» Online Viewing Room Philipp Fürhofer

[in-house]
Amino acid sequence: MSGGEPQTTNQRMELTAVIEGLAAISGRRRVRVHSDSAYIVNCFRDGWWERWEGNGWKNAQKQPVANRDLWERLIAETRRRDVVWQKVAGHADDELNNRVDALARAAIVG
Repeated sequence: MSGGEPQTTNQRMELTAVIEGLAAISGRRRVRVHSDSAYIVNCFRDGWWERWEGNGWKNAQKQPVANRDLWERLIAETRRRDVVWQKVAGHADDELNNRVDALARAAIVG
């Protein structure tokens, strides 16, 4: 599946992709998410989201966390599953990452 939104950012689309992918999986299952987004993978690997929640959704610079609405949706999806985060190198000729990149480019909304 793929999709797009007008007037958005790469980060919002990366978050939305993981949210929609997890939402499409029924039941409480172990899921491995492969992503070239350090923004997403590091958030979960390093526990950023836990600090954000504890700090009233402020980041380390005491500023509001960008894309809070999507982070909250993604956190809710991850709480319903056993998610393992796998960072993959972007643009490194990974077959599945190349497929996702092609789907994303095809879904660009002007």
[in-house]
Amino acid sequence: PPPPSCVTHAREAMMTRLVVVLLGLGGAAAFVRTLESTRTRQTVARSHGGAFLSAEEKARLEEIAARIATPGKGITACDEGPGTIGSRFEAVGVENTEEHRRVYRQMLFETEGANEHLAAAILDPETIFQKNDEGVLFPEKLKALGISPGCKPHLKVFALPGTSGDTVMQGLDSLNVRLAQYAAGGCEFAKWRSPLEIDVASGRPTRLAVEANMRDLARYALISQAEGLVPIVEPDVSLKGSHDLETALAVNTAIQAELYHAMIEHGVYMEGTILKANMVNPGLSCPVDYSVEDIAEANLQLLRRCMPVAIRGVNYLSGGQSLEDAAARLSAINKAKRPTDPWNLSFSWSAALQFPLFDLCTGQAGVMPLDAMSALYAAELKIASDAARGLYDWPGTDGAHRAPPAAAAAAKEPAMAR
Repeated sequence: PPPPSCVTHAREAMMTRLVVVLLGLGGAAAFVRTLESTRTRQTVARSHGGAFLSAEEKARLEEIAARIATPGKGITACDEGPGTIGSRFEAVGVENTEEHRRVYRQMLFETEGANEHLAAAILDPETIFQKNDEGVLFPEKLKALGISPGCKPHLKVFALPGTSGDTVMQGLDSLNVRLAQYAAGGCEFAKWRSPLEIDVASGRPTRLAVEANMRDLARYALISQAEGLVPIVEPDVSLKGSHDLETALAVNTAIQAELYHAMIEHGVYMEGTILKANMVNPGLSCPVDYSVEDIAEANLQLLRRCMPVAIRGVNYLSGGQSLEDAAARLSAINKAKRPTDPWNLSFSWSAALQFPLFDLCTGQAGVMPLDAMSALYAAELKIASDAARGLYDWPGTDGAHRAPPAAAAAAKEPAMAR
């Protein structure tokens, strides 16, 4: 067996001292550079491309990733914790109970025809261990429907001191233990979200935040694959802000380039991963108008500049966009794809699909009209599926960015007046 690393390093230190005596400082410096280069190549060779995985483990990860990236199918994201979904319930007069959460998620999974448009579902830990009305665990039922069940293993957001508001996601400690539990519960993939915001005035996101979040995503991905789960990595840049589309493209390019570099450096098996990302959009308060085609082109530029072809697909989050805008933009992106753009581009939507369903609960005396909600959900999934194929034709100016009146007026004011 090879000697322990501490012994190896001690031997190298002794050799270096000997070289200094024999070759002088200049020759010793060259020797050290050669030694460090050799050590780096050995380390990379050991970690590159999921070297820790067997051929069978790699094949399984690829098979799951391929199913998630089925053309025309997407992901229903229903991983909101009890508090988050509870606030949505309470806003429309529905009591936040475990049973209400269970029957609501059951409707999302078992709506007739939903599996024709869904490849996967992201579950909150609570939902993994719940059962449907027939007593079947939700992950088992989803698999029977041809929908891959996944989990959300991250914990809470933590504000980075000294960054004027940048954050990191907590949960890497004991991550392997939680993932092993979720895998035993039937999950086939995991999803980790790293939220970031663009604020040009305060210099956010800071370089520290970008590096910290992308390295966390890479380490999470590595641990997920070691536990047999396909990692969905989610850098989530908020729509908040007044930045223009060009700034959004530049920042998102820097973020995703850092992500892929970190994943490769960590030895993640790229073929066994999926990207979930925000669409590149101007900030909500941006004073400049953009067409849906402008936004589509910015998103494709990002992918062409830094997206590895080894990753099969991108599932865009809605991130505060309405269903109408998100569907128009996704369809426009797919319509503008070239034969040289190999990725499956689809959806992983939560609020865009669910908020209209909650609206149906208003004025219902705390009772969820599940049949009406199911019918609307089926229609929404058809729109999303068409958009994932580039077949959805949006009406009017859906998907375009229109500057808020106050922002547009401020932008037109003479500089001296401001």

The concept of aura is connected not only with our conception of nature but, since Walter Benjamin, also irreversibly with works of art. In his much-cited 1935 article, Benjamin tried to grasp aura as a "peculiar awareness of space and time: the unique appearance of a far-off, no matter how near it may be" (1), characterizing it also as unapproachable, genuine and superbly unique. Lamenting the loss of the auratic effect of paintings in the age of technical reproducibility, he places at their side the trace as a "superbly unique appearance of nearness, no matter how far off it may be". Trace and aura form a dialectical unity since, "in the trace we are able to grasp the matter; in the aura it overpowers us". (2)Philipp Fürhofer chose Aura as the title for his third solo exhibition at Knust Kunz Gallery Editions and, here too, numerous dialectical moments can be found. For the presentation of his new works, Fürhofer has created a comprehensive staging of space: in the gallery's central room, a varnished floor reflects the viewer like a dark moor pond. Like church windows, the editions installed in the windows — panes of framed Plexiglas printed on both sides — generate coloured shadows and moods in the space; in the gallery during the day, and in Ludwigstraße at night. Such changing, iridescent situations of lighting that Fürhofer was able to study early on in the windows of prophets at Augsburg Cathedral, have essential significance for his creative artistic work. Whereas hitherto there were mainly on and off states in his illuminated boxes, the new works seem to breathe through a pulsating fading in and fading out. When the light fades in, the semi-transparent surfaces of these painting-hybrids open an illusion of spatiality and depth. Apart from the recurring motif of the forest, x-rays and computer tomography images of the human body repeatedly come to the fore. Meshes of arteries are superimposed on the branches and undergrowth of a forest; contours of trees come and torsos go; cell structures turn into the remains of leaves. Thoughts rush from romantic paintings of a Rousseau, a Friedrich or Courbet to the fragility and bizarre aloofness from our own body. Fürhofer underscores this interplay of the artistic topos of the forest with medical images through the titles of his works: Twilight, Circulation, Guerrilla Forest, Exchange and Natural Beauty. Here the conceptual intertwining of the organisms, forest and body, is manifest that Fürhofer allows to coexist also visually. His illuminated boxes are illusion machines that present to us the circulation between the inside and the outside. For a few seconds, they entice us with the long superseded idea of meaning and unity in order, only a few seconds later, to disillusion us through their rough construction out of everyday products and waste. Sunrises, rainbows, waterfalls and clouds are here made artificially out of cables and lamps; the sudden flash of the romantic idea of living in harmony with nature is rudely unmasked as kitsch. In the second room of the exhibition as well, Fürhofer allows us to float freely between existentiality and simulation, arbitrariness and uniqueness, nearness and farness. He has installed his verre églomisé as if in a graphic cabinet, each of which brings together two motifs on acrylic glass from different contexts, one on the front and one on the back. Trivial motifs from the everyday news-stew meet organic ramifications; undergrowth and blood vessels appear from the detritus, refuse or the ruins of indeterminate places. These assemblages of drawings are too beautiful and also strangely frightening; they are ambiguous images that reveal to us traces without, however, the viewer’s being able to master them. Philipp Fürhofer, born in Augsburg in 1982, lives in Berlin. He studied at the University of the Arts in Berlin, graduating as a master-class student of Hans-Jürgen Diehl. His works have been exhibited in solo exhibitions, among other places, at the Schirn Kunsthalle in Frankfurt, at the Bayerisches Nationalmuseum and at the Augsburger Kunstverein. Since 2008 Fürhofer has been working in parallel as the stage and costume designer for the Royal Danish Theatre Copenhagen, the Bayerische Staatsoper in Munich, the Finnish National Opera Helsinki, De Nationale Opera Amsterdam, the Royal Opera House in London, among many others.Simultaneously with the gallery exhibition, Philipp Fürhofer designed the two prelude rooms for the Thierry Mugler retrospective Couturissime at the Munich Kunsthalle (until 30 August). His new publication, (Dis)Illusions, appeared with nai010 Publishers in May 2020. Edited by Thierry-Maxime Loriot, this monograph collects articles by Jean-Luc Nancy, Emily Ansenk, Ulrich Baer and Norman Rosenthal, situating Fürhofer's artistic work both within art history and between performing art and fine art.